Seattle: The extended grounding of Boeing Co.’s 737 Max plane forced Ryanair Holdings Plc to scale back growth plans for next summer, putting the airline industry on notice that the crisis is starting to affect longer-term plans.
With a return date for the Max still uncertain after two fatal crashes, Ryanair is likely to receive barely half of the 58 planes it was expecting for the 2020 peak schedule, the Irish company said, estimating that the reduction will wipe 5 million passengers from its full-year tally.
“Boeing is hoping that a certification package will be submitted to regulators by September with a return to service shortly thereafter,” CEO Michael O’Leary said in a statement. “We believe it would be prudent to plan for that date to slip by some months, possibly as late as December.”
Ryanair’s announcement shows how a further extension to the Max grounding would have significant fallout for airlines, which draw up schedules about six months in advance. Air travel is particularly weighted toward the summer season in Europe, with passenger numbers typically surging from the Easter holiday, which starts on April 10 next year.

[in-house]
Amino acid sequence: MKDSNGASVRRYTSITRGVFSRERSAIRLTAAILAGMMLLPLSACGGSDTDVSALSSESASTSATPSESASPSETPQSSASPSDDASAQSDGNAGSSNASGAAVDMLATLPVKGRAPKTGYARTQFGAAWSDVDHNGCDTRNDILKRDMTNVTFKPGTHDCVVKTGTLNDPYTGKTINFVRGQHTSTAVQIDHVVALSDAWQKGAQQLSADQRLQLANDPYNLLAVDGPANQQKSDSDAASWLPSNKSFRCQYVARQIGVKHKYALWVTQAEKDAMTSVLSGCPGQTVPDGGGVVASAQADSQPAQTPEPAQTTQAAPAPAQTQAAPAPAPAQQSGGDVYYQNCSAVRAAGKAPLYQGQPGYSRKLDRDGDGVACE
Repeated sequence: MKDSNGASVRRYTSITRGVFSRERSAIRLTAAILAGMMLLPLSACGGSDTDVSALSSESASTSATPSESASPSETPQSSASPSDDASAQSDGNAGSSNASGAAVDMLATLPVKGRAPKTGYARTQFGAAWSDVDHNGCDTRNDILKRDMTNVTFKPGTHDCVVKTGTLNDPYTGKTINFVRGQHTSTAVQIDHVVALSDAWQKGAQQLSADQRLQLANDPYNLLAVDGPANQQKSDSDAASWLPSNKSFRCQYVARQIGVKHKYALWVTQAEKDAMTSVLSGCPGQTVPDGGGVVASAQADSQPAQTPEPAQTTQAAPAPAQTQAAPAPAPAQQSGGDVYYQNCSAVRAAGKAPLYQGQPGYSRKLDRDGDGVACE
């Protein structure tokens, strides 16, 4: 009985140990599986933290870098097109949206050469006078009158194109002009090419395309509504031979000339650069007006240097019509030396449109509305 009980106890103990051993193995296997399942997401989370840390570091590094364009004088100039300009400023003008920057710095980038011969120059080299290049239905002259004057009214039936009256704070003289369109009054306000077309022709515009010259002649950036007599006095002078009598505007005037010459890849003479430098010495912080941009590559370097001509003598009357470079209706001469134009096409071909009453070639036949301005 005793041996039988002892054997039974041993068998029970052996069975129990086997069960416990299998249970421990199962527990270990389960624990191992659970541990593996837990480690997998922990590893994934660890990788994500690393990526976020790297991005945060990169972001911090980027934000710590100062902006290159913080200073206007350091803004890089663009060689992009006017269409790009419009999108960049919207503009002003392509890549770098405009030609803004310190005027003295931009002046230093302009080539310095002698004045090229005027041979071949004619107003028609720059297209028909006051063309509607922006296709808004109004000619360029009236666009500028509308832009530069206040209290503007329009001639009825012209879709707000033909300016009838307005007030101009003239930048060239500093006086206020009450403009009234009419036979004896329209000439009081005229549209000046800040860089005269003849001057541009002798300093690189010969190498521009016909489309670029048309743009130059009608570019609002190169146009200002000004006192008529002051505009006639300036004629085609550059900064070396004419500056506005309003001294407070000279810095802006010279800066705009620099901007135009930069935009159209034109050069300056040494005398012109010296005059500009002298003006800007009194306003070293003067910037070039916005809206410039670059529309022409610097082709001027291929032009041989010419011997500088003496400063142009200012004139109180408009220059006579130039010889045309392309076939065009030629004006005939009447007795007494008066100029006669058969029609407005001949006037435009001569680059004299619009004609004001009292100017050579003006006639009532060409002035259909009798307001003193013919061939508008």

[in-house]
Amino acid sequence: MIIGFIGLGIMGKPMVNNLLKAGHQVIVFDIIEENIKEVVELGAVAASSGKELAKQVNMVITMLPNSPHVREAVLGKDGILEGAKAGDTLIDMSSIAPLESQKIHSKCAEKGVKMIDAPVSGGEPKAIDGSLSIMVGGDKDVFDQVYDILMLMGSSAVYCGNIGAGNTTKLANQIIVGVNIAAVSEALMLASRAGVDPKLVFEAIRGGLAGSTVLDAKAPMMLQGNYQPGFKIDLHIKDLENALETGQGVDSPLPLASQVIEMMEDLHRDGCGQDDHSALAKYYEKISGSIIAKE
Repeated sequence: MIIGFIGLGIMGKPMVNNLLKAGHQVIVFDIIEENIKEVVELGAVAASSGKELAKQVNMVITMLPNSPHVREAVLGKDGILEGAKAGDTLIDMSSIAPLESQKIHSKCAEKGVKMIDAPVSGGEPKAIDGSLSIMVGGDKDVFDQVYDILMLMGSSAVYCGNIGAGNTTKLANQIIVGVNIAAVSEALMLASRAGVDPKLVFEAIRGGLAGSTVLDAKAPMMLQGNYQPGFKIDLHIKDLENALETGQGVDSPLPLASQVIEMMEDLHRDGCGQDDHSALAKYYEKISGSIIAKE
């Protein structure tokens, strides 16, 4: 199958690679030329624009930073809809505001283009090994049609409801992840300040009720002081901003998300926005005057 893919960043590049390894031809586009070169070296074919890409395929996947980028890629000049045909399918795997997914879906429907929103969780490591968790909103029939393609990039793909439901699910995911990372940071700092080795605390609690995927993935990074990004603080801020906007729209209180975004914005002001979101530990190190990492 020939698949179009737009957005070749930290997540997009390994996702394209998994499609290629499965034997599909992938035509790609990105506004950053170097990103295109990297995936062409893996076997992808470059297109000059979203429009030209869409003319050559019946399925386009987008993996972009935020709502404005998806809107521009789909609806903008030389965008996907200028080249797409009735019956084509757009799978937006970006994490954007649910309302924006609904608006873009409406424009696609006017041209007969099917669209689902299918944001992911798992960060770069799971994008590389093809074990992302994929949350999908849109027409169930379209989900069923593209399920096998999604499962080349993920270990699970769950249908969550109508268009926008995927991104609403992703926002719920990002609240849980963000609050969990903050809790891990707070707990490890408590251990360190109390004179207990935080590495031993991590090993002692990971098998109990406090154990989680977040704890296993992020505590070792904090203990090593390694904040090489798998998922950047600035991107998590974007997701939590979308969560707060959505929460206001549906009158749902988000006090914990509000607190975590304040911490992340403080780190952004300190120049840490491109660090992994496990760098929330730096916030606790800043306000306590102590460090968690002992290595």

While US-based operators of the Max haven’t yet talked about changing their growth plans beyond this year or readjusted deliveries, it will probably take 15 to 18 months for the carriers to catch up to their original schedules, said Savanthi Syth, a Raymond James Financial Inc. analyst.
The timing depends on Boeing resuming its original delivery schedule, after slowing Max production rates to 42 from 57 aircraft a month, Syth said.
Time for prudent supply additions
Carriers will probably limit the expansion of the seat supply until late next year, said Helane Becker, an analyst at Cowen & Co. “We think capacity growth will remain muted until the end of 2020 so that the first “normal” year for capacity growth will be 2021,” she said in a note to clients.
Ryanair, Europe’s biggest discount airline, faces a particular issue because it has ordered the high-capacity Max 200 version of the 737, which requires separate certification from US and European regulators. Approval for flights could take up to two months beyond the baseline model’s return to service, it said.
Other Max customers are already beginning to look at fleet moves for next year in case the grounding drags on. TUI AG, the world’s biggest travel company, wants the model to replace existing 737s and at some point will need to decide whether to keep the older aircraft in service, a spokesman said.
Norwegian Air Shuttle ASA has the greatest current exposure in Europe to the Max crisis, with 18 planes grounded, but agreed in April to postpone the handover of 14 more due in 2020 and 2021 and keep older planes for longer as it reins in capacity as part of a plan to resolve a debt crisis.
In the US, American Airlines Group Inc. and United Airlines Holdings Inc. last week pulled the narrow-body off their schedules through early November, in the latest sign the jet may not resume commercial service this year. Southwest Airlines Co., the largest operator, has taken the Max out of its schedules at least through October 1.